July 15, 2020

Sober House

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How Will I Know Sober Living is The Next Step?

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Sober living may be a necessary step for you after you leave addiction treatment. These facilities offer a substantial amount of treatments and aids that allow you to get back on your feet after finishing your addiction treatment program. But how do you know that sober living is the next step?

The Time for Sober Living

According to a study from the NCBI, “SLHs [or sober living houses] are alcohol and drug free living environments for individuals attempting to maintain abstinence from alcohol and drugs.” These houses are not the same as treatment facilities, and “they offer no formal treatment but either mandate or strongly encourage attendance at 12-step groups.”

Many people choose to go to a sober living house when they are transitioning. Often, residents of these houses are in transition in one of these ways:

  • Leaving residential treatment
  • Starting outpatient treatment
  • Leaving incarceration
  • Looking for a new alternative to formal treatment

In many cases, individuals are transitioning from or into a kind of formal treatment, but some people merely need the structure of a sober living house without the full treatment of a residential or outpatient program. It is important to remember that the best time to go to a sober living house is whenever it works for you.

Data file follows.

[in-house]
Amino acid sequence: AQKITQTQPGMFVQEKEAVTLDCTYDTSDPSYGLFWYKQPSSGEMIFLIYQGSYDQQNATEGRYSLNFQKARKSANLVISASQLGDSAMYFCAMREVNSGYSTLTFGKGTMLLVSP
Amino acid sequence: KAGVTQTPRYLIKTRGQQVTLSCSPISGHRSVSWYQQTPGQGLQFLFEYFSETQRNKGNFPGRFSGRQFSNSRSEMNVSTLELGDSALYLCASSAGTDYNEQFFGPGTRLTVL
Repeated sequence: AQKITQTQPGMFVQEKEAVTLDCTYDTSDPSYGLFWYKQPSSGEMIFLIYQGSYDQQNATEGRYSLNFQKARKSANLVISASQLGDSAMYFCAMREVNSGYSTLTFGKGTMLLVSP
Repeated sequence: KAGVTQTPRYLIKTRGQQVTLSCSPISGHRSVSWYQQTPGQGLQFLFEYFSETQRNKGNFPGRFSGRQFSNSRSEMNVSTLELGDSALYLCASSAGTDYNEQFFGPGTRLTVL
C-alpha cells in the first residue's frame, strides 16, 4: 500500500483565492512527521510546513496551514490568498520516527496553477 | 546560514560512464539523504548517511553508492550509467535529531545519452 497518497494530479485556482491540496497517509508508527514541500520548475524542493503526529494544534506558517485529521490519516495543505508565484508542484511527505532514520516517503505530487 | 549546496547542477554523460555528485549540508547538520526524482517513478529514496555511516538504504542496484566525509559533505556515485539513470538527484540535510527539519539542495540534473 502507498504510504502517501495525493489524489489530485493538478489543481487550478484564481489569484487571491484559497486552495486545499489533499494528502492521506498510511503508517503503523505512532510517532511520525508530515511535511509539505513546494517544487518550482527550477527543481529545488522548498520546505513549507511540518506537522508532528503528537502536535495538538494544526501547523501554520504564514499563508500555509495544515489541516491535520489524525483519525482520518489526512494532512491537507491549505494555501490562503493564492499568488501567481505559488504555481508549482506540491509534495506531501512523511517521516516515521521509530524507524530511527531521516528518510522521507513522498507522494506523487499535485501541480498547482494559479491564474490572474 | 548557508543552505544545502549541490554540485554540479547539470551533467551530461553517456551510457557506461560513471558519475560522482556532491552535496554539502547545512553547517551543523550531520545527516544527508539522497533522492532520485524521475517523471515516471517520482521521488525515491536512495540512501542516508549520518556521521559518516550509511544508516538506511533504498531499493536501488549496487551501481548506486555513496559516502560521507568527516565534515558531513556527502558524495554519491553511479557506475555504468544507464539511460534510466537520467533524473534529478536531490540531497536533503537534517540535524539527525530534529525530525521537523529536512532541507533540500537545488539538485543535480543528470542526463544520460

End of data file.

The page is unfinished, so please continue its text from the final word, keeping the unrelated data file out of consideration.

Is Sober Living My Next Step?

If you are unsure whether or not sober living is the next logical step for you, consider these questions. Answer honestly and consider all of your strongest needs while you do so.

sober housing

Sober housing helps you make a safe transition after rehab.

  • Am I leaving a treatment facility (or other type of formal facility) where I have been for a substantial amount of time?
  • Do I feel unready to go back to my old life after leaving this facility?
  • Do I not feel stable enough to be on my own?
  • Did the community aspect of treatment appeal to me?
  • Did the controlled environment aspect of treatment appeal to me?
  • Did the round-the-clock care aspect of treatment appeal to me?
  • Do I feel that formal treatment does not have the kind of help I need, and am I considering an informal alternative?
  • Do I feel stable enough to leave treatment but not to live and work on my own?

If you answer yes to many of these questions, there is a possibility that sober living may be right for you at this time. There are also other aspects to consider as well, as sober living has its own rules.

  • Do I have a job or will I be able to get one?
  • Will I be able to pay my share of rent?
  • Do I feel comfortable about living with a roommate?
  • Will I be able to work on my own recovery with others being present?
  • Can I follow the rules set by the house (I.E. paying rent on time, being tolerant and respectful to other residents) and sign a contract saying so?

According to another study from the NCBI, “Lack of a stable, alcohol and drug free living environment can be a serious obstacle to sustained abstinence.” If you have answered yes to the questions above, sober living could be the next step in your recovery.